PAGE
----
UPDATE 4: Sponsors care. Nike just terminated their relationship with Adrian Peterson after suspending it on September 17th per multiple media reports. That should give us pause in assuming the NFL will be lenient.
UPDATE 3: Per Ian Rapaport, the NFL will not consider time missed on the exempt list as part of any punishment and that a “suspension looms”
Adrian Peterson being on paid-leave since his situation arose is not considered discipline, source points out. Suspension looms.
— Ian Rapoport (@RapSheet) November 6, 2014
Also, it could take weeks:
When will the Peterson situation be resolved? Could be weeks. Means playing next week unlikely. As for hearing, unclear if Goodell presides
— Ian Rapoport (@RapSheet) November 6, 2014
Strong language. Seems like a suspension is a near-certainty at this point.
UPDATE: It looks like Mike Florio’s speculation on ProFootballTalk may have had some basis in fact, as Matt Vensel of the Star Tribune wrote that the delay may be coming from the team, as the Vikings are determining whether or not they want Adrian to play for them this year. But I wouldn’t read far too far into it, as the same article indicates that they are still looking from direction from the league on the matter.
UPDATE2: Both Adam Schefter and Ian Rapaport report that Adrian Peterson has been informed that his case will fall under the personal conduct policy, not the domestic violence policy. They also report that the NFL has requested that Adrian provide all relevant information regarding his case and that he has a right to a hearing before they hand a decision down. The NFL will consult with designated experts, and through that consultation will make a decision.
This means we don’t have to worry about the NFLPA pushing back on the definitional problems of using the DV policy or that any precedents set in the DV policy apply. The commissioner has full discretion with regards to the personal conduct policy and can punish how he sees fit, though that doesn’t mean the NFLPA wouldn’t push back. Michael McCann, a sports law expert, speculated that it would be possible to suspend Peterson for games already missed and take those game checks, which would be good news for Peterson’s playing time and fans who want him back, but it seems like that isn’t the direction this is going in.
The NFL is proceeding with extreme caution on this one, and wouldn’t even let Peterson know what the impact of any plea negotiation would be. The more cautious they are, the more likely it is their sensitivity to bad PR leads to a harsher punishment for Peterson.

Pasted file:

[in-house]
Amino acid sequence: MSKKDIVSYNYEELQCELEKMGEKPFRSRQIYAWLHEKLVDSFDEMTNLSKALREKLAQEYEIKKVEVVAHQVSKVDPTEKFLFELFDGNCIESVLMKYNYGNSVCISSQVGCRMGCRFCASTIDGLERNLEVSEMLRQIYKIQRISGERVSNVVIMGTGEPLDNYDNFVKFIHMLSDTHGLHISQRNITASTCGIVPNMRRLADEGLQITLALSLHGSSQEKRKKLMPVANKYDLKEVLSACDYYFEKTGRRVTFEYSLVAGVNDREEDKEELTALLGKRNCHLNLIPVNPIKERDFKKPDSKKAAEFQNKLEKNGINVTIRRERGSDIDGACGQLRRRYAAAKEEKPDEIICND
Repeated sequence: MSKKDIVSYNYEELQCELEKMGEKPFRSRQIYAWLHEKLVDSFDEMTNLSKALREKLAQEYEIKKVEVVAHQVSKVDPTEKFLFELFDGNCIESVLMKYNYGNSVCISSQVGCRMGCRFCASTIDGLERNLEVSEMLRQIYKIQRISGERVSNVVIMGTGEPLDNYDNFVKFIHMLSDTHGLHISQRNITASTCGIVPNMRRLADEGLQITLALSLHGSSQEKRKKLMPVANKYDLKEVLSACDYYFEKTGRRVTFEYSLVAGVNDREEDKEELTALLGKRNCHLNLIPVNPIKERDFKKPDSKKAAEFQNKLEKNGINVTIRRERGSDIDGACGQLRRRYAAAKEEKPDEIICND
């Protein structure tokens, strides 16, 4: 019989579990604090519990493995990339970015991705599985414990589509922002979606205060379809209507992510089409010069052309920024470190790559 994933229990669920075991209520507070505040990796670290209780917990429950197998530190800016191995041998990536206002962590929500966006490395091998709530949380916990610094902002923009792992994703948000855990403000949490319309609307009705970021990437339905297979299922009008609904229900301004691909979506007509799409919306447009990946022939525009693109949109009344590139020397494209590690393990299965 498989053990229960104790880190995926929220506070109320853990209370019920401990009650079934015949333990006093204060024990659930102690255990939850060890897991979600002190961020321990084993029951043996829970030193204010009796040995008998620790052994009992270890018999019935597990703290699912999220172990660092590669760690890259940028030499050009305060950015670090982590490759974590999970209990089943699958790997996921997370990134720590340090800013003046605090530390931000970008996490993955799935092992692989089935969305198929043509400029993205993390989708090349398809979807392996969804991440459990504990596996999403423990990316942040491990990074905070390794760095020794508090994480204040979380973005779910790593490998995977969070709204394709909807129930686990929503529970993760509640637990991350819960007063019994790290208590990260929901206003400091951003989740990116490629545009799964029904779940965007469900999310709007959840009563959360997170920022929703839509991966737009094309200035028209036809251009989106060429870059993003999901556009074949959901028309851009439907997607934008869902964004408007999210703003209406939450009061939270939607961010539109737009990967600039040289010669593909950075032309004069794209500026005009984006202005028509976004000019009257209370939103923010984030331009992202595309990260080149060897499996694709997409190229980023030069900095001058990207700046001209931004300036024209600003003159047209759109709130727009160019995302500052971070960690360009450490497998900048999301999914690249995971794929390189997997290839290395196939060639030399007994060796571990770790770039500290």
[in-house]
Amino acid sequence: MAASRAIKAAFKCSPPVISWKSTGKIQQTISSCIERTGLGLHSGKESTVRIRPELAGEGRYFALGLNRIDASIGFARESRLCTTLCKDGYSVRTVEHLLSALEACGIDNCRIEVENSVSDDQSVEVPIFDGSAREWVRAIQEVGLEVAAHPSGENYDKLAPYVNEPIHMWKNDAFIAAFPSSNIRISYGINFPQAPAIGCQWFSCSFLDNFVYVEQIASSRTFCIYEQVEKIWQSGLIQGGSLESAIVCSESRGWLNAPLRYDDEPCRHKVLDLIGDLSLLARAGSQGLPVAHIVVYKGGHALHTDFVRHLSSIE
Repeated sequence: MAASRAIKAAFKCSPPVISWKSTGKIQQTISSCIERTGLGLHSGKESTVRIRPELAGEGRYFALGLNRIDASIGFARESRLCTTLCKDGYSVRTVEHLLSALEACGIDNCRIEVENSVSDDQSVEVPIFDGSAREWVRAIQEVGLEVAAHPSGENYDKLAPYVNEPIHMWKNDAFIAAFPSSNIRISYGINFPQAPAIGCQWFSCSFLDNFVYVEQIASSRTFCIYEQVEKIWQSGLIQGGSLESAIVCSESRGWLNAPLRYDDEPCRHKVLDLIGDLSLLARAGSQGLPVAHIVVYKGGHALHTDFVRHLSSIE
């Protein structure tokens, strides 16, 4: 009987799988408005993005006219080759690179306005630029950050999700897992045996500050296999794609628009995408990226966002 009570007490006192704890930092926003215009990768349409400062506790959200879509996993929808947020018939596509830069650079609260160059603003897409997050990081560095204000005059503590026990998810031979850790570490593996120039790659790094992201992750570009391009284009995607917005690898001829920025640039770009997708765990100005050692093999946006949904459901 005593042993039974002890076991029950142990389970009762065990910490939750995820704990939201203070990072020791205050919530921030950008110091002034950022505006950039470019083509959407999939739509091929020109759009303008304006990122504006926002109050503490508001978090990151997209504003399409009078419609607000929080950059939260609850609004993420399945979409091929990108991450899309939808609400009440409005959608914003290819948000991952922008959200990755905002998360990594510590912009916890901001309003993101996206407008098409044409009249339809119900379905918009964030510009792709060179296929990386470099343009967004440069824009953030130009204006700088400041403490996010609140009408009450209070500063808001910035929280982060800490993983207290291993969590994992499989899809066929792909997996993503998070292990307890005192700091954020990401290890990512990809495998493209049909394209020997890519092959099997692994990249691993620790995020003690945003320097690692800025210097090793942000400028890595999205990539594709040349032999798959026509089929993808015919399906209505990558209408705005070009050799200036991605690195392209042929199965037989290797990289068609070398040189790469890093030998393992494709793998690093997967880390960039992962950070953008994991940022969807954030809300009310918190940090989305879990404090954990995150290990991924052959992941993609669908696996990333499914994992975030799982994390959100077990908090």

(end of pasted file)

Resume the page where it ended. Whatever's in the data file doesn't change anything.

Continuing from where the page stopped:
The NFL has told Peterson that he will remain on the exempt/commissioner’s permission list until they make a decision regarding any punishment from the league.
Note: Further clarification in regards to the DV policy vs. the personal conduct policy—the domestic violence policy falls underneath the personal conduct policy, but the NFL specifically chose not to use wording regarding the DV policy in order to not constrain themselves. That they didn’t inform Peterson his case would fall under the domestic violence policy is perhaps significant in itself. The NFL would probably not hesitate to use or publicize the policy they crafted to shield themselves from criticism.
Original story below:
According to Mike Garafolo at Fox Sports, Adrian Peterson and his team (which includes his lawyers and the NFLPA) attempted to work out an understanding with the NFL as his plea deal negotiations were going with Montgomery County in regards to his reinstatement, but the NFL rejected any deal or understanding.
The NFL, according to Garafolo, the NFL told Peterson and his team that a decision would be forthcoming and that he and his team would have to wait until the NFL informed them.
This means that the NFL hasn’t removed Peterson from the exempt/commissioner’s permission list yet, which at least suggests that they will not reinstate Peterson until they have a plan for his punishment, whether it’s a suspension or fine. Though he was added to the list at the Wilfs’ request, the commissioner has ultimate control over this kind of exempt list. The longer they wait, the more likely it seems that the punishment will be harsher than a simple fine.
That all makes for an interesting twist, because one of the assumptions that many people made in wondering why Peterson changed course and agreed to a plea deal was that there was an understanding between him and the NFL that he could be fast-tracked into playing this year. It turns out that Peterson didn’t know that. If anything, this reduces the optimism surrounding his short-term NFL prospects, but it probably will not prevent him from playing by the end of the year (as far as we know).
After Garafolo published his story, he tweeted out that the NFLPA could possibly fight a suspension and that Peterson may have to undergo a hearing before a decision is made.
Very possible. If NFL suspends, NFLPA could fight. RT @CVancheri: Morning. Will Peterson have a hearing similar to the Ray Rice hearing?
— Mike Garafolo (@MikeGarafolo) November 6, 2014